Since buildings consume 80% of our energy, it makes sense that we want to try to reduce the energy required to heat and cool..
In an era of increased environmental consciousness, sustainable building practices have become a cornerstone of the construction industry.
For those who take pride in being innovators with practices that are smarter for the planet, LEED (Leadership in Energy and Environmental Design) stands out as a globally recognized standard for evaluating and certifying the sustainability of buildings. With the introduction of LEED 4.1 certification, commercial, residential, and multi-family construction projects have new opportunities to enhance their environmental performance.
In this blog, we'll explore the value of LEED certification in commercial, residential, and multi-family construction, with a specific focus on how Premier SIPS' structural insulated panels play a leading role in achieving high LEED ratings.
LEED Certification: A Glimpse at Its Significance
LEED certification has long been synonymous with sustainable building practices. The current LEED 4.1 represents an updated and refined version of the original LEED certification standards, aiming to make it even more accessible and beneficial for construction projects.
LEED 4.1 addresses various aspects of sustainability, including energy efficiency, water conservation, indoor air quality, and resource management. Its rigorous criteria are designed to promote eco-friendly and energy-efficient building practices.
Value in Commercial Construction
For commercial construction, achieving LEED 4.1 Building Design & Construction (BD+C) certification brings several compelling advantages:
- Environmental Responsibility: LEED-certified commercial buildings are recognized as environmentally responsible structures. This reputation can attract environmentally conscious tenants and customers, enhancing the building's marketability.
- Operational Savings: LEED-certified buildings typically consume less energy and water, resulting in reduced utility bills and lower ongoing costs. These operational savings contribute to the long-term financial health of the building. On average, LEED buildings use 25% less energy and have 19% lower maintenance costs than non-certified facilities.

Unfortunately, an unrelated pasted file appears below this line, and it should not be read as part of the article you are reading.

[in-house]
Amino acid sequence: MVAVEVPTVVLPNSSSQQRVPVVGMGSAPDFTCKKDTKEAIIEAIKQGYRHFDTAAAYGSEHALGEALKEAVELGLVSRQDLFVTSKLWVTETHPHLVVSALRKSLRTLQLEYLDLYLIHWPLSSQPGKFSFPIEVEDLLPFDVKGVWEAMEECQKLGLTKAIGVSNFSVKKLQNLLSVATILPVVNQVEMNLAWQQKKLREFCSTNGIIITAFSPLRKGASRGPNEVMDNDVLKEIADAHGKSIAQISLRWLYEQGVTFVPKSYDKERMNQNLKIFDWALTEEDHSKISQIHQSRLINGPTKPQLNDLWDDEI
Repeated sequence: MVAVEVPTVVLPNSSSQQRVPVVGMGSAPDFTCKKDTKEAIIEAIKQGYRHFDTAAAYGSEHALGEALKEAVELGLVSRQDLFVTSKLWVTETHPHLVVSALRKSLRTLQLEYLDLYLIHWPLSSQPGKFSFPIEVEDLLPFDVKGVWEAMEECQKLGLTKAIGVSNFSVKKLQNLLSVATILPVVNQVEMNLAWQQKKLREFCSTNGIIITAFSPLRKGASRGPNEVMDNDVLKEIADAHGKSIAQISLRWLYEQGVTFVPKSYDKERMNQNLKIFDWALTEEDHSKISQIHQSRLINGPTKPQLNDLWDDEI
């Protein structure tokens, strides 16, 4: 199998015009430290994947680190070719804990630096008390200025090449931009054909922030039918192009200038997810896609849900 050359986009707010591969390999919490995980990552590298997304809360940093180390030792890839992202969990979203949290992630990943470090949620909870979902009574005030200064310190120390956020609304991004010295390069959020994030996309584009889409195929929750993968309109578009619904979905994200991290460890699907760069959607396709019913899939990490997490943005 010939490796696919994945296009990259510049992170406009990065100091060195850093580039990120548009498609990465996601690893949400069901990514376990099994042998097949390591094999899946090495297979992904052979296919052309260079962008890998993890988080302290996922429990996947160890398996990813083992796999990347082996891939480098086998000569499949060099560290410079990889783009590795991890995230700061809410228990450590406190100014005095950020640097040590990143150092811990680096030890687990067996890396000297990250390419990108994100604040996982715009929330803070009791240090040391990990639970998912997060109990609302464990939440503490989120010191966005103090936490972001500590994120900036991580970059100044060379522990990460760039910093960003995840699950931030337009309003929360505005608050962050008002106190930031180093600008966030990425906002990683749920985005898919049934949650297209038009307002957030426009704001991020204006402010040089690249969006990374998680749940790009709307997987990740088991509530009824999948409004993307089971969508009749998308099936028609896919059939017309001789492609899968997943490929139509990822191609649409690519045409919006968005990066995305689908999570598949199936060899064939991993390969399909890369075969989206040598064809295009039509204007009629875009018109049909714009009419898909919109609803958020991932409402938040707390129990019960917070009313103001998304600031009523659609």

- Government Incentives: Some local governments offer incentives, such as tax breaks or expedited permitting, for LEED-certified commercial projects. This can further offset construction costs. (More on this below — read on!)
- Tenant Satisfaction & Reduced Turnover: Improved indoor air quality and comfort in LEED-certified buildings contribute to higher tenant satisfaction and lower tenant turnover. LEED certification also increases occupant satisfaction and reduces tenant churn. Specifically, LEED buildings report 27% higher occupant satisfaction and 6% higher occupancy rates. LEED certification provides companies with a competitive advantage in the labor market, with 79% of employees preferring jobs in LEED-certified buildings over uncertified ones, as per a U.S. Green Building Council survey. Additionally, companies that implemented LEED retrofits reported higher productivity (87%), improved employee retention rates (81%), and enhanced employee health (75%).
- Higher Rents: LEED properties command rent premiums of at least 2.1% compared to non-certified buildings. This rent premium can grow to over 13% as the building age increases. Similarly, LEED properties generate 60% more rent per square meter and sell for 60% more per square meter than equivalent non-certified buildings. By not getting LEED certified, building owners are missing out on substantial rental revenue each month.
- Valuable Tax Incentives: The requirements for LEED certification complement what is required for receiving incredibly lucrative Tax Deductions for Commercial construction — up to $5 per square foot back to the owner and/or building designers as of January 2023. (Keep reading for more details on this.)
- Lower Insurance: LEED-certified commercial buildings offer an often-overlooked advantage of lower insurance rates. This is because insurers perceive the focus on energy efficiency in these buildings as a sign of high operational standards, reducing the risk of insurance claims. Some insurers even provide discounts of 5% or more for LEED buildings, translating to approximately $0.02 per square foot in savings annually. For instance, a 100,000-square-foot building could save $2,000 per year on insurance. These reduced premiums can offset a significant portion of the LEED certification fees, covering 66% for existing buildings ($0.03 per square foot) or 45% for new constructions ($0.045 per square foot). In just five years, the insurance discounts alone can recover 3 to 4 times the certification fee, depending on the building's age.